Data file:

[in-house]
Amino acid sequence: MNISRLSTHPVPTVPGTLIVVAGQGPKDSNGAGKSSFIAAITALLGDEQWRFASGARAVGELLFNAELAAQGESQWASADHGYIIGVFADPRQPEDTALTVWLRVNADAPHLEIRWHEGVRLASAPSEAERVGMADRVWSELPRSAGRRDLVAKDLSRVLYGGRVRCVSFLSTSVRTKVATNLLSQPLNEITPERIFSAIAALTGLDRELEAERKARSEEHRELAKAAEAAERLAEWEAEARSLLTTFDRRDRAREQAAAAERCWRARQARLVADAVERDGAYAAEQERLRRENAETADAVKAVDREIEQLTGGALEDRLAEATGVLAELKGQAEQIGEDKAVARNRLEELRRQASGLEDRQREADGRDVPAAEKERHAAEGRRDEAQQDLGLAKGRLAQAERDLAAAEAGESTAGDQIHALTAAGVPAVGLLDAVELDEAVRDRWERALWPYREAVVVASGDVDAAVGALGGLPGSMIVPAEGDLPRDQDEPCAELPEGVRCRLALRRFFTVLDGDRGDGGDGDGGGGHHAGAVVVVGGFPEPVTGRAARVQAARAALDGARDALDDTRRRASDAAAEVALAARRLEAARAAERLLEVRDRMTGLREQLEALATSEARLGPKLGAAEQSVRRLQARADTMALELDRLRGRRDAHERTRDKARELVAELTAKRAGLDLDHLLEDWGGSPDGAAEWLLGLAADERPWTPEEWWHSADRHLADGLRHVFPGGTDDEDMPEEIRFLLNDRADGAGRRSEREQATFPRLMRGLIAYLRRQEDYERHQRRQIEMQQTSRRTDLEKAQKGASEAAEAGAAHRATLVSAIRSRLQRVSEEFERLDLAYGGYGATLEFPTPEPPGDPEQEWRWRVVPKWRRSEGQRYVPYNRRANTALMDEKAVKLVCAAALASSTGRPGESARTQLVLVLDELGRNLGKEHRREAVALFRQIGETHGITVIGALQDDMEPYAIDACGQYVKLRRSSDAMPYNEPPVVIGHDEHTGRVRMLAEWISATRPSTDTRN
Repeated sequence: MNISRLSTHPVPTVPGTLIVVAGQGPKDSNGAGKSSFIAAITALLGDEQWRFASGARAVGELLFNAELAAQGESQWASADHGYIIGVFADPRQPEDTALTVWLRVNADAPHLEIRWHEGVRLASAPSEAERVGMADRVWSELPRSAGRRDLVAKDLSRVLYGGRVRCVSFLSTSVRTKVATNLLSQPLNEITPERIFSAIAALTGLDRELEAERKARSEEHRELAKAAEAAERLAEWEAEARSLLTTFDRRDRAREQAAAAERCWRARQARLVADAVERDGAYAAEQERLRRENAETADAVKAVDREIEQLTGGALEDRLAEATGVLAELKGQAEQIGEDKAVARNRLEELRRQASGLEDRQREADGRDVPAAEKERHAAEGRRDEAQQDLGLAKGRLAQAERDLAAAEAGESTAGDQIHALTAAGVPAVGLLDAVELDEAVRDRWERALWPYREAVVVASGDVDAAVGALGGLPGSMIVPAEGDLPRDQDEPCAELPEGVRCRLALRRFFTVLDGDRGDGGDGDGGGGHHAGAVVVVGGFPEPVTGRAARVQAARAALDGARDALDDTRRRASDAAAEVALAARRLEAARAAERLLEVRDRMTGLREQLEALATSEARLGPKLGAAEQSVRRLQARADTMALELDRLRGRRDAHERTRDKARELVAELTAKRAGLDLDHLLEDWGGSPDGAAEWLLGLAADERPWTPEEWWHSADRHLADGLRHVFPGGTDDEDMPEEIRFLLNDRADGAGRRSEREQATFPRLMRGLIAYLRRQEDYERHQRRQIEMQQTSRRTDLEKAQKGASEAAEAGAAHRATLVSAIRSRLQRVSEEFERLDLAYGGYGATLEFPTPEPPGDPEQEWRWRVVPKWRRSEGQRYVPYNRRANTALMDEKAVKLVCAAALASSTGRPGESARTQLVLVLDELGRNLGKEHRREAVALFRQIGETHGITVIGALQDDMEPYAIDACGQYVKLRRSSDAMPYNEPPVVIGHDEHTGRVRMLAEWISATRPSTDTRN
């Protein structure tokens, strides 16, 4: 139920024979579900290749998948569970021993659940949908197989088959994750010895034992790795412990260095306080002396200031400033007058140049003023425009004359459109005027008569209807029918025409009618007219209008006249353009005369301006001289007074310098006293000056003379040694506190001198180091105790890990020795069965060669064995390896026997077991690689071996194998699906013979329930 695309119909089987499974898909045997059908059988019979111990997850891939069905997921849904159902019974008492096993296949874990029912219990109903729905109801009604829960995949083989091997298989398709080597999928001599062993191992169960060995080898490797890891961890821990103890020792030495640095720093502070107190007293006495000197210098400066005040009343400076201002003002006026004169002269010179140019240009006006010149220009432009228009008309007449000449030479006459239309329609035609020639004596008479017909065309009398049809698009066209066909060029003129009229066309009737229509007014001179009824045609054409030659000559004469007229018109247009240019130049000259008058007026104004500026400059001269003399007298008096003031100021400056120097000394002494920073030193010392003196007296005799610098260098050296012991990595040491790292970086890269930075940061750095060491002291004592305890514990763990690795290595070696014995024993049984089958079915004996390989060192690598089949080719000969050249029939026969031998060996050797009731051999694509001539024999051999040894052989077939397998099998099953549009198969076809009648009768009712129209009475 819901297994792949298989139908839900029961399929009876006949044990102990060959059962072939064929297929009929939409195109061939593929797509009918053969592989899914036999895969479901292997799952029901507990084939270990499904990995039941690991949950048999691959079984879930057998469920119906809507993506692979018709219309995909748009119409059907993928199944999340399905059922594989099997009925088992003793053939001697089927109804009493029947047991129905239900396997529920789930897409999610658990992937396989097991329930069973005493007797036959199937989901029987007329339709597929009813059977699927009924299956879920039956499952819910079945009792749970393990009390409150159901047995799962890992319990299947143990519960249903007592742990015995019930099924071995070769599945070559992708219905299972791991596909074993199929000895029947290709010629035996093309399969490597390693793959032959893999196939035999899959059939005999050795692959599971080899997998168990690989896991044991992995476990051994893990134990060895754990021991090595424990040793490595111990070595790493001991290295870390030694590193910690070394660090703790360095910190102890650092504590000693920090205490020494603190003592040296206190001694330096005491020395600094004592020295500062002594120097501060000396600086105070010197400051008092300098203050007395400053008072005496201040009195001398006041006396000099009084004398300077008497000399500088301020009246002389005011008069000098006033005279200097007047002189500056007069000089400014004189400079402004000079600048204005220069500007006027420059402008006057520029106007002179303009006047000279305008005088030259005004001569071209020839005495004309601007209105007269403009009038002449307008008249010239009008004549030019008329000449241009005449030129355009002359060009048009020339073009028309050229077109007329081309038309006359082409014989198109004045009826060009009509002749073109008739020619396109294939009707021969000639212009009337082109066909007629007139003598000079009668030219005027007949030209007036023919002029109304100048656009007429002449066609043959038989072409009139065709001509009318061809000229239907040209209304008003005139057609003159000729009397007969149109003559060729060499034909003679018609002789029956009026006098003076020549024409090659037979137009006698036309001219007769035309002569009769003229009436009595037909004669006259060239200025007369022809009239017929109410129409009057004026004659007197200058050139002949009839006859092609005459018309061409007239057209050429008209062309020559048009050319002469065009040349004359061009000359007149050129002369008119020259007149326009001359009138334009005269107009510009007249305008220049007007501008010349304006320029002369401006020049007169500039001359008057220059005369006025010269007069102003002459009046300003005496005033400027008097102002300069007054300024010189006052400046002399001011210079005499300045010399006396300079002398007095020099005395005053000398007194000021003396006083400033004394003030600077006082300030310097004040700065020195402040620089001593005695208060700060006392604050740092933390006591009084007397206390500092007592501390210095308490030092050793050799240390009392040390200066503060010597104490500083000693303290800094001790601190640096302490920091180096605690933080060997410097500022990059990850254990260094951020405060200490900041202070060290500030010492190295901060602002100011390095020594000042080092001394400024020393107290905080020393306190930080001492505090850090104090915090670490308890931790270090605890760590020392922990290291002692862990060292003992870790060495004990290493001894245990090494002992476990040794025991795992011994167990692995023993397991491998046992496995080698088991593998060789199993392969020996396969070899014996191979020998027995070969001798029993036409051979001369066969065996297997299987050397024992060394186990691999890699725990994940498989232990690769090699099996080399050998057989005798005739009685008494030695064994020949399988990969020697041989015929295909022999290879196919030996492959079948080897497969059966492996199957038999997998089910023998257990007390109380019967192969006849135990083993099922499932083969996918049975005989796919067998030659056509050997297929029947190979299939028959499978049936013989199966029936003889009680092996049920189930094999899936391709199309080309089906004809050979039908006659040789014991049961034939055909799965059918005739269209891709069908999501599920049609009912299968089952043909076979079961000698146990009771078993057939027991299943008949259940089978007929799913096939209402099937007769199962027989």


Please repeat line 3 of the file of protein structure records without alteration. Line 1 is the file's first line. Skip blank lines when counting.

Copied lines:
Repeated sequence: MNISRLSTHPVPTVPGTLIVVAGQGPKDSNGAGKSSFIAAITALLGDEQWRFASGARAVGELLFNAELAAQGESQWASADHGYIIGVFADPRQPEDTALTVWLRVNADAPHLEIRWHEGVRLASAPSEAERVGMADRVWSELPRSAGRRDLVAKDLSRVLYGGRVRCVSFLSTSVRTKVATNLLSQPLNEITPERIFSAIAALTGLDRELEAERKARSEEHRELAKAAEAAERLAEWEAEARSLLTTFDRRDRAREQAAAAERCWRARQARLVADAVERDGAYAAEQERLRRENAETADAVKAVDREIEQLTGGALEDRLAEATGVLAELKGQAEQIGEDKAVARNRLEELRRQASGLEDRQREADGRDVPAAEKERHAAEGRRDEAQQDLGLAKGRLAQAERDLAAAEAGESTAGDQIHALTAAGVPAVGLLDAVELDEAVRDRWERALWPYREAVVVASGDVDAAVGALGGLPGSMIVPAEGDLPRDQDEPCAELPEGVRCRLALRRFFTVLDGDRGDGGDGDGGGGHHAGAVVVVGGFPEPVTGRAARVQAARAALDGARDALDDTRRRASDAAAEVALAARRLEAARAAERLLEVRDRMTGLREQLEALATSEARLGPKLGAAEQSVRRLQARADTMALELDRLRGRRDAHERTRDKARELVAELTAKRAGLDLDHLLEDWGGSPDGAAEWLLGLAADERPWTPEEWWHSADRHLADGLRHVFPGGTDDEDMPEEIRFLLNDRADGAGRRSEREQATFPRLMRGLIAYLRRQEDYERHQRRQIEMQQTSRRTDLEKAQKGASEAAEAGAAHRATLVSAIRSRLQRVSEEFERLDLAYGGYGATLEFPTPEPPGDPEQEWRWRVVPKWRRSEGQRYVPYNRRANTALMDEKAVKLVCAAALASSTGRPGESARTQLVLVLDELGRNLGKEHRREAVALFRQIGETHGITVIGALQDDMEPYAIDACGQYVKLRRSSDAMPYNEPPVVIGHDEHTGRVRMLAEWISATRPSTDTRN